Dalai Lama, winner of the 1989 Nobel Peace Prize, is the spiritual
and political leader of the Tibetan people. He is coming to Portland
at the invitation of the Northwest Tibetan Cultural Association to
support their hopes for a cultural center that will help preserve
Tibetan culture and foster the study of peace and understanding. Over
the course of his three-day visit, His Holiness will participate in
four major events, speaking about the power of compassion and non-violence
and Ethics for a New Millennium, which is also the title of his latest
The Dalai Lama was born in Tibet on July 6, 1930 and was recognized
as the reincarnation of the Thirteenth Dalai Lama when he was two
years old. He has been leader of the Tibetan people from a young
age, assuming both religious and political authority and hailed
as both god and king of Tibet. Throughout the most turbulent
and disturbing actions by communist China, we Tibetans have been
led with Grace and Honor by His Holiness teachings of Compassion
and Wisdom and a strict policy of non-violence. We have slowly but
steadily allowed the rest of the world, especially the West to take
notice of our plight, of our refugee status and of the infiltration
of masses of Chinese populations into our holy land of Tibet.
By and large, Western nations have not stood up to Chinese human
rights violations and environmental violations due to a combination
of business and political interests. Official opposition to the
systematic destruction by Communist China of the ancient Tibetan
Buddhist culture and traditions, including thousands of centuries
old monasteries and artifacts and holy texts has also been muted.
We have, however, received the sympathy and compassion of the people
of America and other countries around the world. Awareness has spread
by word of mouth, through interactions with Tibetan people who are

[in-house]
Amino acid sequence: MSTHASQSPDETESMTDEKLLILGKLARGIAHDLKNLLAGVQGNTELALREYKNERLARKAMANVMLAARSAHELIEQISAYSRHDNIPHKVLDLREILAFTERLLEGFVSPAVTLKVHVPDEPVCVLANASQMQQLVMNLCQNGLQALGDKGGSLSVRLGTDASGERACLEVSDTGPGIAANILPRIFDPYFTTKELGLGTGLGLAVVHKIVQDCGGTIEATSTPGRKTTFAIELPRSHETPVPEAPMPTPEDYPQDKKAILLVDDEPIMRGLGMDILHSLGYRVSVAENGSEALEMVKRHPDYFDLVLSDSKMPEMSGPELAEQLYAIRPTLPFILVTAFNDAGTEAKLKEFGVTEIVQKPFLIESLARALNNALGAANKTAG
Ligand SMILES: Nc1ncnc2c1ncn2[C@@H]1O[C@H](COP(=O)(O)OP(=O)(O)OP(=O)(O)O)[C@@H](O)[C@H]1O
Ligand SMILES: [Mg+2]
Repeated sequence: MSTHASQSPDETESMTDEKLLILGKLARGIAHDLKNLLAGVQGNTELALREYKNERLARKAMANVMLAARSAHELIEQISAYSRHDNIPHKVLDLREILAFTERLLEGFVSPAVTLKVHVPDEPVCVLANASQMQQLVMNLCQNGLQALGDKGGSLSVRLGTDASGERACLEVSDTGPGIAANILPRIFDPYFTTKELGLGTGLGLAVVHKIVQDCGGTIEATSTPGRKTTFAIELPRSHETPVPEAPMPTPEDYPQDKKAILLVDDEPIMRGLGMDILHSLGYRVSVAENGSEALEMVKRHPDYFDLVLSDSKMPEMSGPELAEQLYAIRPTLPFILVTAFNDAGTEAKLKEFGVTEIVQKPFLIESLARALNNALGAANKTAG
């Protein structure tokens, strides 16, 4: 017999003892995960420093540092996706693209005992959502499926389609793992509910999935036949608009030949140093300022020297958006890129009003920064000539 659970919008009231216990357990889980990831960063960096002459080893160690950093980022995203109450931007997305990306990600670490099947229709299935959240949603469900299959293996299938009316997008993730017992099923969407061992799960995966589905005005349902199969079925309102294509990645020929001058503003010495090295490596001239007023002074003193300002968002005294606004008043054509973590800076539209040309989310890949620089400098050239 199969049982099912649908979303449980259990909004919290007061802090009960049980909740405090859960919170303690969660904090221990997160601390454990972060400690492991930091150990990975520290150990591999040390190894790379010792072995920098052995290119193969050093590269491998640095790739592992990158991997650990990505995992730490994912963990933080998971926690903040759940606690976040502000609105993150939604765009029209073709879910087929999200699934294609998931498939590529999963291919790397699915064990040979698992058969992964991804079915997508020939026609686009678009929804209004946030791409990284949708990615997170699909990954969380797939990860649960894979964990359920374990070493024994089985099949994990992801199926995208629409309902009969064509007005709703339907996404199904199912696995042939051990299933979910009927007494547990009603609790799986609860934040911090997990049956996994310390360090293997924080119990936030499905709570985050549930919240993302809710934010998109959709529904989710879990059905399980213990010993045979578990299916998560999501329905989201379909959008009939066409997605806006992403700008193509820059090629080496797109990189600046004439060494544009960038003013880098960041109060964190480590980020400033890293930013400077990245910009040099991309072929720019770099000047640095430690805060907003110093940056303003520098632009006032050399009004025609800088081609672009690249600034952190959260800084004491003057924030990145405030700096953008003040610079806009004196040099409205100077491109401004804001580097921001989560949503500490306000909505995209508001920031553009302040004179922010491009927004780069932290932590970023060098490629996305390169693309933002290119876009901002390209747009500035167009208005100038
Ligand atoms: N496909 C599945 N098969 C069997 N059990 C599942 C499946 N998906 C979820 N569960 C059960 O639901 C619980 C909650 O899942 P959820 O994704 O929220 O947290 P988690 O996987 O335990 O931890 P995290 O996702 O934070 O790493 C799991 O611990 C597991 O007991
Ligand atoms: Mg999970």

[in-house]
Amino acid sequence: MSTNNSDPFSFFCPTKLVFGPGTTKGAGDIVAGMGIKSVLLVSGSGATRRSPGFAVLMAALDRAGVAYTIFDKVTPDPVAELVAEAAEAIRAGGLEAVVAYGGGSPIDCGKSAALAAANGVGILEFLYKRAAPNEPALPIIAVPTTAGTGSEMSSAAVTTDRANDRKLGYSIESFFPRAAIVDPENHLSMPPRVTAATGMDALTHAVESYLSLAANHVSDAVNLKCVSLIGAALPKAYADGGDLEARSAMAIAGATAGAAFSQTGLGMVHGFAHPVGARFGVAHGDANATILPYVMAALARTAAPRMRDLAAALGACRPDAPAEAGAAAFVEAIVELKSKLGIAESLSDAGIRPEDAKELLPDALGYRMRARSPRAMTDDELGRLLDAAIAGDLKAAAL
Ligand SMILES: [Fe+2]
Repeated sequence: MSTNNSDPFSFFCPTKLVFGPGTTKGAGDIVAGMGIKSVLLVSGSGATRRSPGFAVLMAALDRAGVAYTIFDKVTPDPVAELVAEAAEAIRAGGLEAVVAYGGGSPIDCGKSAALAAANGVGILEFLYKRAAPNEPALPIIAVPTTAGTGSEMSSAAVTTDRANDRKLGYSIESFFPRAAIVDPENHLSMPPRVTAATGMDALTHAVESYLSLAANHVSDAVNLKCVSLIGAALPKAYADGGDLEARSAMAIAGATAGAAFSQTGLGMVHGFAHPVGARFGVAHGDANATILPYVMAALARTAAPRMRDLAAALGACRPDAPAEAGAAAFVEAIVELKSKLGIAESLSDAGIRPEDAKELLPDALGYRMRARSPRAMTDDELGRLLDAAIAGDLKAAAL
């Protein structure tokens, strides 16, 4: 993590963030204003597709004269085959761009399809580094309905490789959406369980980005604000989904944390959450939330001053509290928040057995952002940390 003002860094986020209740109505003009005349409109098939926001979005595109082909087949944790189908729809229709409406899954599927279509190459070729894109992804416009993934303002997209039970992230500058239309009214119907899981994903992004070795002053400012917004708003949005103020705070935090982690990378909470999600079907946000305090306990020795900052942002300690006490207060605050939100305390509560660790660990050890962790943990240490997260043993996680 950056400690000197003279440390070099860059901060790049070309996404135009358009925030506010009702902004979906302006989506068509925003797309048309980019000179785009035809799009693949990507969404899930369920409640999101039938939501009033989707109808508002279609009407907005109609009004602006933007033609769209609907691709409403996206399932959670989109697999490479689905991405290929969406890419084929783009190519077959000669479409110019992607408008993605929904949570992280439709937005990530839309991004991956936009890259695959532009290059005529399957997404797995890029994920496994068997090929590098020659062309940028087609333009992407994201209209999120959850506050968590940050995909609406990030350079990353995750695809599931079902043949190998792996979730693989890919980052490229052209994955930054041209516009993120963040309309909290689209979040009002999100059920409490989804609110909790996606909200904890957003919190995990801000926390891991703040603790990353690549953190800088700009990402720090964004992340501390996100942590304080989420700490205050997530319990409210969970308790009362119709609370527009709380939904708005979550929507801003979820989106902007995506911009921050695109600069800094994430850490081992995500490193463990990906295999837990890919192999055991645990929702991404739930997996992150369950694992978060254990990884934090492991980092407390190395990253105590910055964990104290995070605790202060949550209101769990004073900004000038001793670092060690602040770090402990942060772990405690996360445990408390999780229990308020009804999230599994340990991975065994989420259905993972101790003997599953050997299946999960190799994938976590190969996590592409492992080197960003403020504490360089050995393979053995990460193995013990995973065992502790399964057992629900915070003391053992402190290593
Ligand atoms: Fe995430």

refugees in this country, as well as through the arts and media,
in the form of books, music, dance and films.
Western students of Buddhism have long had an interest in Tibet,
flocking to Dharamsala, India, or Kathmandu, Nepal or anywhere that
they can find a Tibetan Lama or Rinpoche to receive teachings. These
days, many of these westerners have opened Buddhist centers of their
own, and Tibetan Lamas have more and more opportunities to travel
and teach all over the world. Even here in Portland, there are so
many Buddhist centers that one could fill an entire calendar with
dates for blessings, teachings, or lectures by resident or visiting
esteemed teachers and certainly find a personal guru.
The Northwest Tibetan Cultural Association was established in 1994
to support the cultural activities for Tibetans who make their home
in Oregon and Southwest Washington. The Association is sponsoring
the Pathways to Peace festival, which will be a stepping stone to
our ultimate goal of establishing a permanent Tibetan Center in
Portland. This center, which would be the first of its kind in North
America, will help preserve Tibetan culture and foster the study
of peace and understanding.
His Holiness visit marks the culmination of a 3-year effort
initiated by the NWTCA under the leadership of its current President
Mr. Jigme Topgyal. The Governor, the Mayor of Portland, the Chief
of Portland Public Schools, the Jewish, Buddhist and Native American
communities, the World Forestry Institute and many other community
and social organizations graciously endorsed his visit. The visit
and all the events surrounding it was called the Pathways to Peace
program, and many volunteers from both the Tibetan and American
community worked hard on the planning and organization.
While most tickets for paid events were already sold out by the
beginning of this year, there are still many free events including
a welcoming celebration on May 13, 2001 at Pioneer Courthouse Square
from 12:30 5:30 pm. This multicultural celebration will include
music, entertainment, and food and it is free and open to the public.
Throughout the month of May there will be exhibitions of Tibetan
Art, Music, and Films. Also, many Tibetan teachers and Rinpoches
will be offering Buddhist teachings after the 3-day event.
You can visit the Pathways to Peace website at www.nwtca.com. They may be reached at (503)222-7172